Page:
House of Commons Hansard #101 of the 39th Parliament, 2nd Session. (The original version is on Parliament's site.) The word of the day was chair.

Topics

Censorship
Statements By Members

2:10 p.m.

Bloc

Luc Malo Verchères—Les Patriotes, QC

Mr. Speaker, my Bloc Québécois colleagues and I are very concerned about the reasons for the dismissal of the assistant to the Conservative member for Cambridge. We are also concerned by the fact that Ms. Van Eyk provided an explanation not to justify the purchase of tickets for her personal use but to protect her boss's reputation. Talk about déjà vu.

The MP's assistant was actually fired for reserving tickets to attend the screening of a movie that the Conservatives do not seem to like because it is considered to be risqué. They believe that it is contrary to the public good. This incident confirms our fears regarding the thinly veiled censorship in Bill C-10.

The Bloc Québécois considers Ms. Van Eyk's firing as a confirmation of its members' fears regarding the Conservative government's desire for censorship in order to impose its bigoted moral view. Tartuffe, Molière's religious hypocrite, said, “Cover up that bosom, which I can't endure to look on.”

National Day of Action
Statements By Members

2:10 p.m.

Liberal

Todd Russell Labrador, NL

Mr. Speaker, today's national day of protest is no surprise. It is a direct result of the actions, and inactions, of that Conservative government.

The action was to break its promise to put the wheels on Kelowna. The inaction was to do nothing to replace the accord that it killed.

The absence of the Kelowna accord has left aboriginal people with few alternatives to address the issues of health, education and infrastructure in their communities.

In fact, conditions have worsened since last year's day of national protest; a shameful condemnation of the Conservative government. The Conservatives did not get the message. Aboriginal people in this country are frustrated; frustrated about needs unmet and frustrated about Conservative promises broken.

The minister has chucked aside their voices, chucked aside their hopes, and chucked aside their dreams of a better life. One would say that the minister has done sweet chuck-all.

The Conservative government promised to do more. Aboriginal people deserve better.

Leadership Campaign Financing
Statements By Members

2:15 p.m.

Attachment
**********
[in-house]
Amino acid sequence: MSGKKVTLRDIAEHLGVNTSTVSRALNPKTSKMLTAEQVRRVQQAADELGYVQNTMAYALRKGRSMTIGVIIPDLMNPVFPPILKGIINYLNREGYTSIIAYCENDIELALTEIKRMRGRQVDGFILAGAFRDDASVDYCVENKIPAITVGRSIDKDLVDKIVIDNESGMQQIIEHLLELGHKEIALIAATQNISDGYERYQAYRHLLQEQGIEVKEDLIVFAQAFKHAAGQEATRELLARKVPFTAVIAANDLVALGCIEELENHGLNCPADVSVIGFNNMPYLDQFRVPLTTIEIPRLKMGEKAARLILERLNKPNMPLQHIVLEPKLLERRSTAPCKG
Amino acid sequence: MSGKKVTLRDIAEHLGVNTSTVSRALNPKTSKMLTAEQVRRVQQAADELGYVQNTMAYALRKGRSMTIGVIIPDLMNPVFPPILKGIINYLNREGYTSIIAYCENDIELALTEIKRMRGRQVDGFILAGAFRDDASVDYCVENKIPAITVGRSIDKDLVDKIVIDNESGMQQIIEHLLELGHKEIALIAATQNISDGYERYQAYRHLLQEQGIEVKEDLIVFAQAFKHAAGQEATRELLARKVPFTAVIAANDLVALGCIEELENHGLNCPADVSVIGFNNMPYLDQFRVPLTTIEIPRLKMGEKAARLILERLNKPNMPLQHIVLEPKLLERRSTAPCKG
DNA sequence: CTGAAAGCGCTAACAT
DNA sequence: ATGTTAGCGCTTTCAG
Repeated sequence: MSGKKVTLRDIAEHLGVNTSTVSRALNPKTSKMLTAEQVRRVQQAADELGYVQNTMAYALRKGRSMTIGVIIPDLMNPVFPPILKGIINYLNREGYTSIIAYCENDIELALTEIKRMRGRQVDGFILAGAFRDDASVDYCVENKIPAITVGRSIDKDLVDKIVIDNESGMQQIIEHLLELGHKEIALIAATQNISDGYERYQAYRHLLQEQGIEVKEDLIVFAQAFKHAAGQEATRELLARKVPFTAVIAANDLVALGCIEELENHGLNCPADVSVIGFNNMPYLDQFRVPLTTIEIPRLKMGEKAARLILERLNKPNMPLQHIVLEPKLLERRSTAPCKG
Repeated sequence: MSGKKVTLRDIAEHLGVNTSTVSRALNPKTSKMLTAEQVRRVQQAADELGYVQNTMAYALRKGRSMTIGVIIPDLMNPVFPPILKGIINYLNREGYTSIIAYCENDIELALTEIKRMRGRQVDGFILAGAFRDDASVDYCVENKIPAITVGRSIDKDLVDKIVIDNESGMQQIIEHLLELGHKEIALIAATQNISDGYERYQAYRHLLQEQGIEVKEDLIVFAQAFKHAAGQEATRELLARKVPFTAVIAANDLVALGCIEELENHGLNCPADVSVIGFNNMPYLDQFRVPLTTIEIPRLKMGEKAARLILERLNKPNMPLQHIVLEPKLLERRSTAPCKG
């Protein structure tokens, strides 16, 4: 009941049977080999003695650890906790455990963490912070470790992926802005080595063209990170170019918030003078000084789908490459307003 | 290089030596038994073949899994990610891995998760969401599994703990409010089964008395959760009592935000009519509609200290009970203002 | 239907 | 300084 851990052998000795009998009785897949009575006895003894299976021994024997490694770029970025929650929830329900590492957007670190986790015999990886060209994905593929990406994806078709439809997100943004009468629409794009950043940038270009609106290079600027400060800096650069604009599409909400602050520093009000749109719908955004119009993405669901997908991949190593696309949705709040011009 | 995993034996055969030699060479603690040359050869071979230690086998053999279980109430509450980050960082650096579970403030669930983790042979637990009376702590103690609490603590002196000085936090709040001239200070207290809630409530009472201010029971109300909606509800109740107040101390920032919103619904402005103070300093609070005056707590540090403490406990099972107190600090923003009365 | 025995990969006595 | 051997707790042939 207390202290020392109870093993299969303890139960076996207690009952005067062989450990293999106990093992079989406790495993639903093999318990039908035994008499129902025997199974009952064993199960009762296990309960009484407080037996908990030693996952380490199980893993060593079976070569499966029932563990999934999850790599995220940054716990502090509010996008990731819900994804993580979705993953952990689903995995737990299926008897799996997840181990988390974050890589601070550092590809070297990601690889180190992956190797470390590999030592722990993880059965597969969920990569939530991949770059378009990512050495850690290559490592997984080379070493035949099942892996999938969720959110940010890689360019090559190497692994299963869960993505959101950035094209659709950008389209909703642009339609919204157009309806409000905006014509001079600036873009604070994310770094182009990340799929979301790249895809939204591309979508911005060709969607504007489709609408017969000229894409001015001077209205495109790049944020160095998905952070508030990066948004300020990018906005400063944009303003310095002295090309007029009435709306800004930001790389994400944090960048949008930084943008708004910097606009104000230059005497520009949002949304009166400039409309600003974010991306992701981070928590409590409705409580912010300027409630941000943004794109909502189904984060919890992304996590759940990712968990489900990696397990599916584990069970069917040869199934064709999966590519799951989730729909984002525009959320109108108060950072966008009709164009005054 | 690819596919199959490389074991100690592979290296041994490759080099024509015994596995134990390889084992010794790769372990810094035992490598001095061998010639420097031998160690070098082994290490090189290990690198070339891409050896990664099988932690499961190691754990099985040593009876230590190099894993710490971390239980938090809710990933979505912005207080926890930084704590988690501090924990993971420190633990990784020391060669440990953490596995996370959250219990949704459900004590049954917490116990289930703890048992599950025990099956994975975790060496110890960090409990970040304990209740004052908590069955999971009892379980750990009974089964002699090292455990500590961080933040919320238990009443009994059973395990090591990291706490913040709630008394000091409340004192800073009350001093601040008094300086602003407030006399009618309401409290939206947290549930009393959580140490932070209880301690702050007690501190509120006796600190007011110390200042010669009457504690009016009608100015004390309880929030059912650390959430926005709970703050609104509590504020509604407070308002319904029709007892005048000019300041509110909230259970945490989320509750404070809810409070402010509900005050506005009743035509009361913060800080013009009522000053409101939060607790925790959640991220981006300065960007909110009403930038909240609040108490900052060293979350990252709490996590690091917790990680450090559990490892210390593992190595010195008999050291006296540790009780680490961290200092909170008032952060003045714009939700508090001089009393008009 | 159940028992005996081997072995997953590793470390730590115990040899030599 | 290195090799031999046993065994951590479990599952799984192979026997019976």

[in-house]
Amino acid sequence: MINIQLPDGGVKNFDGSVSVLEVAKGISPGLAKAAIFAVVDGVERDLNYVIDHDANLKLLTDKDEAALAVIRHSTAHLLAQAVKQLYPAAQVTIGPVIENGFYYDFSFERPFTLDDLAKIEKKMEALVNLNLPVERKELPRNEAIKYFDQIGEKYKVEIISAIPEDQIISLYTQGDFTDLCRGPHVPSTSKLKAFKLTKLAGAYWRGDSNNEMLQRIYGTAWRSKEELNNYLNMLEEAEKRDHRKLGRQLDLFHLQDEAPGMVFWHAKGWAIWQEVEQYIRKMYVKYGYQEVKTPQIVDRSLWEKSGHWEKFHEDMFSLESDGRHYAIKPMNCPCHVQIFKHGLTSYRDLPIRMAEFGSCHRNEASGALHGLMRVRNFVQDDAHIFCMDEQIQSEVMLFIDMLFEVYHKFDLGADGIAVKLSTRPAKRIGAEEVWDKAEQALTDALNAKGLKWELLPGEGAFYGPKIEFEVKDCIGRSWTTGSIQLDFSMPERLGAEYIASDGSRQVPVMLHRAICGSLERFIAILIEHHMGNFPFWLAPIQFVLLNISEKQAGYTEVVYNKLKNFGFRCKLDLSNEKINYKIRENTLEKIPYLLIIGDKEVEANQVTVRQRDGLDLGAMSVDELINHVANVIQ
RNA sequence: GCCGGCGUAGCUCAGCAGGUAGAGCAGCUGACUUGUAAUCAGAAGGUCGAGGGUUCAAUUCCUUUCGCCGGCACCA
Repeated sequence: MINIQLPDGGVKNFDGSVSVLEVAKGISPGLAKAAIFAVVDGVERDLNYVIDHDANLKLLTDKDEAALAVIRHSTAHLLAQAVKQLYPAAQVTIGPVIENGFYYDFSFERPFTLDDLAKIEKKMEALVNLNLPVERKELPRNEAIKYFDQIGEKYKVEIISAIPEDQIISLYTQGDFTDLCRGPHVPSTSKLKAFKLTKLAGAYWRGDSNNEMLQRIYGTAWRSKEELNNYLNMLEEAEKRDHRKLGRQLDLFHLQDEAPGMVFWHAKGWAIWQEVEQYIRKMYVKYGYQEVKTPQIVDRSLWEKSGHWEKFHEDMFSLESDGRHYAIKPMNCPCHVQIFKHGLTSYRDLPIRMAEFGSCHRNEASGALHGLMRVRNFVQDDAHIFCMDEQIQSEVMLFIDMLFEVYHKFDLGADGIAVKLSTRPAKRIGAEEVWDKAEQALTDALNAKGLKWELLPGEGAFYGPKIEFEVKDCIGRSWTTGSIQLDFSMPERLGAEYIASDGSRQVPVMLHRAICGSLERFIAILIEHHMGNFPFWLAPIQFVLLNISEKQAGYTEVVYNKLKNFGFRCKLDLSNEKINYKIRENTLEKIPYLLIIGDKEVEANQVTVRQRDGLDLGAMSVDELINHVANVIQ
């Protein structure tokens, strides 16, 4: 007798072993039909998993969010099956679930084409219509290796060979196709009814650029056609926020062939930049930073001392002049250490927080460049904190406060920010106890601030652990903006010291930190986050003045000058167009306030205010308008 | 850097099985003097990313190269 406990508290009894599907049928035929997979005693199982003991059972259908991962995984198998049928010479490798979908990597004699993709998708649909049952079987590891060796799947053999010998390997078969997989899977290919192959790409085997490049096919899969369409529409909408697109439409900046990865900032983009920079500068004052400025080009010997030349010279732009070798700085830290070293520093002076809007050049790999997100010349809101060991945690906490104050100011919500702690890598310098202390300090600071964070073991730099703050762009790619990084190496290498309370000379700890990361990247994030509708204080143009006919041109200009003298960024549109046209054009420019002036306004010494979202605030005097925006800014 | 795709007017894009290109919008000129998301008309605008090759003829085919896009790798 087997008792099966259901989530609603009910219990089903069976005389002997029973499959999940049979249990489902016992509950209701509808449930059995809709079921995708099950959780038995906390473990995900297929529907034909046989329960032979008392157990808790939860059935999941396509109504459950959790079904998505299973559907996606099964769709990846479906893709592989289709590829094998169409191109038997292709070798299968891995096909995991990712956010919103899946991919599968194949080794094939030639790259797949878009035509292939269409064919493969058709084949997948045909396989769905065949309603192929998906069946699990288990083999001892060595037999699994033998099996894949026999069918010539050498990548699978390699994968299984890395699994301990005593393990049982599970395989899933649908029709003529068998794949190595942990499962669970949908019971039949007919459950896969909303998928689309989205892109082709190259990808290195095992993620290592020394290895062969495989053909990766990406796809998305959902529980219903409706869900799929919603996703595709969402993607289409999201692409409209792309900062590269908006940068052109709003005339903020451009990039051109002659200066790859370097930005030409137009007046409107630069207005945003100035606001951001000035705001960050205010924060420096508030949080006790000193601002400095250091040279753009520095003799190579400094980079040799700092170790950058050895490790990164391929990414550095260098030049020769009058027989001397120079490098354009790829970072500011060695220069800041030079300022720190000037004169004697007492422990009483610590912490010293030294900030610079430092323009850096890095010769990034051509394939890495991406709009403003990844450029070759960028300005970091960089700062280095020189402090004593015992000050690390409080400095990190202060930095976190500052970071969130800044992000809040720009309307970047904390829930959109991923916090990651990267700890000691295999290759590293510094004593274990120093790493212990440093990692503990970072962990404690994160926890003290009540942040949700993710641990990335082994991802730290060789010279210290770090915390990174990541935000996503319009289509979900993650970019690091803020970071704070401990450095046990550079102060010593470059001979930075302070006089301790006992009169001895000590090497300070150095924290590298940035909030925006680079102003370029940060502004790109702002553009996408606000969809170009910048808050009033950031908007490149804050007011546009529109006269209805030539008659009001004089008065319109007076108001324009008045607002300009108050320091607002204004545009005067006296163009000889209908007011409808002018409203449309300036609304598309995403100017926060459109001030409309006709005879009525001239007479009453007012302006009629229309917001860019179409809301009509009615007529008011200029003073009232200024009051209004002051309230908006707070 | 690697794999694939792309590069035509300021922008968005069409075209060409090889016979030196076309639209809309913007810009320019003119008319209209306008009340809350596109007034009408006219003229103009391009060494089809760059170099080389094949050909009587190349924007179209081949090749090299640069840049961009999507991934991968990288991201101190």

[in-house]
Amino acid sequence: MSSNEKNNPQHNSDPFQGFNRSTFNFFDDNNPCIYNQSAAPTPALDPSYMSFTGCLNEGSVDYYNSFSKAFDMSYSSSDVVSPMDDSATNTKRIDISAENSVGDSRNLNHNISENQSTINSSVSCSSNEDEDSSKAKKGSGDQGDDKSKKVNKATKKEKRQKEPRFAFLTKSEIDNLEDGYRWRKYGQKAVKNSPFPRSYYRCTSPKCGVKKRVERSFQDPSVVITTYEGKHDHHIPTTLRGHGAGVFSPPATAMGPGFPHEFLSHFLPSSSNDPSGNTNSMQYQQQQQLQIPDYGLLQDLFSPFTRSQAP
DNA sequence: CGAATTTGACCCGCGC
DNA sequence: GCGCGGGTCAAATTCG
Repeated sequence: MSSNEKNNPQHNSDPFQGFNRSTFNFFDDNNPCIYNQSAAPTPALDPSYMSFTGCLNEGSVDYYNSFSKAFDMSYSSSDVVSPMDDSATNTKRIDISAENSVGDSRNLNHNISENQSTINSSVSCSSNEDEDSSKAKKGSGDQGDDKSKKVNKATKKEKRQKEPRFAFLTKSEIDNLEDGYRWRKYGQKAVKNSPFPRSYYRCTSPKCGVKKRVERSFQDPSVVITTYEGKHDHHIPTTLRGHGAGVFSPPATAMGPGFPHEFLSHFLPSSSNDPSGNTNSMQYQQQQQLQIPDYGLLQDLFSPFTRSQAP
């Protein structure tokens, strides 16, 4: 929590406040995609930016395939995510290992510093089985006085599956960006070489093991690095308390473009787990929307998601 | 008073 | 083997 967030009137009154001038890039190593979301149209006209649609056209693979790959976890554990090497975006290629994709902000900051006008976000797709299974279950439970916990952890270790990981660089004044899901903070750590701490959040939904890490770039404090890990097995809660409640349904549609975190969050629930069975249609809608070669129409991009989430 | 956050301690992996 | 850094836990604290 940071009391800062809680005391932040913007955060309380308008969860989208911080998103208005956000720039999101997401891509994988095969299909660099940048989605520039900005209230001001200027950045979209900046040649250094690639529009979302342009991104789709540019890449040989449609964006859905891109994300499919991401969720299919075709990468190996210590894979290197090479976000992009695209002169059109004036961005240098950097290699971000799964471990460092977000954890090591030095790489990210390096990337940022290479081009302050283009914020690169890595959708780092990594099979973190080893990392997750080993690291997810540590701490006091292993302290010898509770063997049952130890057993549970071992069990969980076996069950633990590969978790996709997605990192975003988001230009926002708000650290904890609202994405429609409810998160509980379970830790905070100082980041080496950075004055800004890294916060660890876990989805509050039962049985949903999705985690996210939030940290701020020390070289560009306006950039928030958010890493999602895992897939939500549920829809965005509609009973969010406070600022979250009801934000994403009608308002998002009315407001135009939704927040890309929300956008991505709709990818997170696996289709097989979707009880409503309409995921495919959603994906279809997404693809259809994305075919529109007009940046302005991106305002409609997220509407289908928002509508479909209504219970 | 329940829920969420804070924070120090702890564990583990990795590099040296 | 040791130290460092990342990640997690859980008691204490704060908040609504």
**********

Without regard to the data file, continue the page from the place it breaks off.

Conservative

Merv Tweed Brandon—Souris, MB

Mr. Speaker, Canadians are wondering if Elections Canada will give special treatment to the Liberal Party by extending their deadline for paying back their leadership race loans.

Millions of dollars in loans were given to the Liberal leader and other Liberal candidates by rich, powerful elites for the campaigns during the Liberal leadership race over a year ago.

The Canada Elections Act states that candidates who receive loans during a leadership race must pay the loan back within 18 months. If the loan is not paid back by that deadline, it constitutes an illegal donation.

Today marks five days until June 3, the 18-month deadline. The former Liberal leadership candidates now have less than a week to pay back all their loans.

Elections Canada will have to decide very soon if it will give the Liberal Party special treatment by extending their repayment deadline.

Two questions: Will the Liberal leadership contestants break the law by ignoring the loan payback deadline, or will Elections Canada give special treatment to the Liberal Party and its leader?

Foreign Affairs
Oral Questions

2:15 p.m.

Liberal

Michael Ignatieff Etobicoke—Lakeshore, ON

Mr. Speaker, for at least five weeks, classified documents about our forces in Afghanistan and our allies at NATO lay open in a private house. The government has failed to explain how such a security breach was allowed to happen and then go undetected for five weeks at least. Its explanations are impossible to believe.

The government is either incompetent or it is covering up the truth. Which is it?

Foreign Affairs
Oral Questions

2:15 p.m.

York—Simcoe
Ontario

Conservative

Peter Van Loan Leader of the Government in the House of Commons and Minister for Democratic Reform

Mr. Speaker, on the contrary, such a security breach was not allowed. It was not permitted. That is why the minister of foreign affairs, when he took responsibility for the breach that occurred, tendered his resignation. That is why the Prime Minister accepted it.

Foreign Affairs
Oral Questions

2:15 p.m.

Liberal

Michael Ignatieff Etobicoke—Lakeshore, ON

Mr. Speaker, it is not just about the minister, or the former minister.

At noon on Monday, standing next to the President of Ukraine, the Prime Minister claimed that the Couillard affair was not a security issue. However, the night before, on Sunday, the misplaced documents had been returned. The Prime Minister's Office should have been aware of that on Sunday evening.